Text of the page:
Jessica Sample, a psychology student from Staffordshire University, tells us a bit more about her project exploring body image and self-esteem in women with alopecia.

Why did you want to study alopecia?

I decided to create my psychology research project on the topic of body image and self-esteem in women with alopecia as I have had alopecia for 12 years now and I wanted to research something close to my heart. I know that from personal experience struggling with body image, self-esteem and confidence issues is a very real part of living with alopecia. I was interested to explore if this was also the case for other women with alopecia or if they all had very different experiences. I was aware that there has been a lot of research around alopecia induced by chemotherapy and wanted to expand on that research to focus on other types of alopecia, in particular alopecia areata, totalis and universalis. My main aim for this research was to highlight the psychological impact of alopecia for women and that there may be a need for extra support and interventions to help us through such difficult times.

How did you carry out the study?

To try and gain the most honest and detailed answers I used an open-ended questionnaire, that allowed complete anonymity for participants. This anonymity along with the open-ended questions ensured that participants could be completely truthful and also write as little or as much as they wished. In total, 147 participants volunteered to take part!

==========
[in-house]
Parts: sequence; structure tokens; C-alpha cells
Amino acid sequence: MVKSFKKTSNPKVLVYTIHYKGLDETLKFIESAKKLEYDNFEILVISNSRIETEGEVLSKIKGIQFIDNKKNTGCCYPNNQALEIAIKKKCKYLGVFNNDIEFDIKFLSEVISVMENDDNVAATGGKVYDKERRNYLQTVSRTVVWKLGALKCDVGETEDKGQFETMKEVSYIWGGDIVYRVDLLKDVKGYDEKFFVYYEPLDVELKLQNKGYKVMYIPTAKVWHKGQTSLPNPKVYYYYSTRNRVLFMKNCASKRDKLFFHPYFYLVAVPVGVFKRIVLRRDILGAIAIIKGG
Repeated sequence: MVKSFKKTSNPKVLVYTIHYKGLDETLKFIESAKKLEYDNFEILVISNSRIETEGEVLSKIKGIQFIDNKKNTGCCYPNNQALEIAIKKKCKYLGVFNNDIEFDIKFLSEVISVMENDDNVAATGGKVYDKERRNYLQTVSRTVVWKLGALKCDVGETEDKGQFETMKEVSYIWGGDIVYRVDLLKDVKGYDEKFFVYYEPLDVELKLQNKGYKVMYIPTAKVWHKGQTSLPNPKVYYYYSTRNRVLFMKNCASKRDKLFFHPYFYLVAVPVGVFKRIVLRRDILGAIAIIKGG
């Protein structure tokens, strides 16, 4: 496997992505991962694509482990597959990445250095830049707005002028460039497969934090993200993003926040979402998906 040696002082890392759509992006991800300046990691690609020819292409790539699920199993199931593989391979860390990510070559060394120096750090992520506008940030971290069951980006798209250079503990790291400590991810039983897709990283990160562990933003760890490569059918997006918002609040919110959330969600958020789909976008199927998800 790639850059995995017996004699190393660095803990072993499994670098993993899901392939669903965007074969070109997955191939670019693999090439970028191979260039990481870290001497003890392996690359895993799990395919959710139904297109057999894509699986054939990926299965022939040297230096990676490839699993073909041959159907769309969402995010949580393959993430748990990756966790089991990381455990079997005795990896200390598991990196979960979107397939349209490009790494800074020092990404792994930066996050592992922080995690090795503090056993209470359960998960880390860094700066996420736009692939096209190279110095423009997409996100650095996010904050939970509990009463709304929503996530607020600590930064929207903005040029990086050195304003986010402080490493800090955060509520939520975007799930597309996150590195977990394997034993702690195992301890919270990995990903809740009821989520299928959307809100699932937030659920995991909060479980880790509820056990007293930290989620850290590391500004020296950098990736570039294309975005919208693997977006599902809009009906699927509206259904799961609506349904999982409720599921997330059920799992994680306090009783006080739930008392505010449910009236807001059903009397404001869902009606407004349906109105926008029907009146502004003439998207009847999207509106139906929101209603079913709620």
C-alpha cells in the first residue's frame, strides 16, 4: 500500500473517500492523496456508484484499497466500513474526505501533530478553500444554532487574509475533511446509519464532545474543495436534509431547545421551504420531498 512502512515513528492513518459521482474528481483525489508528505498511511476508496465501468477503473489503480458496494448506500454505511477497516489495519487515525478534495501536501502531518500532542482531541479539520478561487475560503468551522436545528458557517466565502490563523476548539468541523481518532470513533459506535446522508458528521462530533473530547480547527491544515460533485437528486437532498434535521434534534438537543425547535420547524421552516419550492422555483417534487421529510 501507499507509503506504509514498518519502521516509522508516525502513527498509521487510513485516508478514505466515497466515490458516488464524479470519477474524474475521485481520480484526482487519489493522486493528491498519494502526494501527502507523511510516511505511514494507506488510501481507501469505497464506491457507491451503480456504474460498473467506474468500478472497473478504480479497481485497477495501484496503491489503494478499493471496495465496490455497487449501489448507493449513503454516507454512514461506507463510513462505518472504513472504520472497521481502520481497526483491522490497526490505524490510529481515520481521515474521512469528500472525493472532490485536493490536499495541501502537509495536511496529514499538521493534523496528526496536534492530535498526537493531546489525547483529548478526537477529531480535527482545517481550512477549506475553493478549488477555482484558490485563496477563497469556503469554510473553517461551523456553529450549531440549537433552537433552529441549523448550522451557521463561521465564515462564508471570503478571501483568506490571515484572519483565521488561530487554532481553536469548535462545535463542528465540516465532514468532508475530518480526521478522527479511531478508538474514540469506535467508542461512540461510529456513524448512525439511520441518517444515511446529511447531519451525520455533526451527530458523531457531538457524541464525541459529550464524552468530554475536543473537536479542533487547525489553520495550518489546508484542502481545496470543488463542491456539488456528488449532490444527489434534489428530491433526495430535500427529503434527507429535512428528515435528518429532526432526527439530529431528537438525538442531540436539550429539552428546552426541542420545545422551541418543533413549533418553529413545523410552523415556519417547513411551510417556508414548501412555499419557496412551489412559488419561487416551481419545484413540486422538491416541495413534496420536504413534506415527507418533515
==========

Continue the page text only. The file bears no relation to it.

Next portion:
What did you find out?

There were two common themes identified in the questionnaires: loss of femininity and a change in appearance. There was also a sub-theme: coping with hair loss.

The theme of ‘Loss of Femininity’ analysed how participants seemed to see hair as a symbol of femininity. Losing their hair may have contributed to feeling like they had lost their femininity and in turn affected self-esteem and body image.

The ’Change in appearance’ theme captured how women talked about themselves and their appearance in accordance with hair loss. How an individual perceives their body image and appearance may have an impact on their self-esteem. Negative body image may lead to low self-esteem and lack of confidence.

Finally, coping with hair loss was a sub-theme, which captured how women talked about coping strategies for hair loss. Women seemed to talk about behaviours that made them feel better about their hair loss, such as putting on makeup or getting new wigs. Despite these coping strategies, we concluded that women perceived their body image and self-esteem more negatively due to the change in appearance that hair loss caused.

Participants identified that social beauty standards conveyed by the media seemed to have sculpted how women perceived their body image, as hair was deemed an important characteristic. However, it was heart-warming to find that not all participants reported negative perceptions towards their body image. There were a small number of women who felt empowered by hair loss and also felt as if they had gained a positive body image.

What next?

The difficulties that people affected by alopecia experience should be acknowledged and addressed in health care settings. This research could be used to help health professionals begin to come up with body image specific psychological interventions to help those affected by hair loss. More research into body image specific interventions should be carried out to ensure that individuals receive the best help possible.

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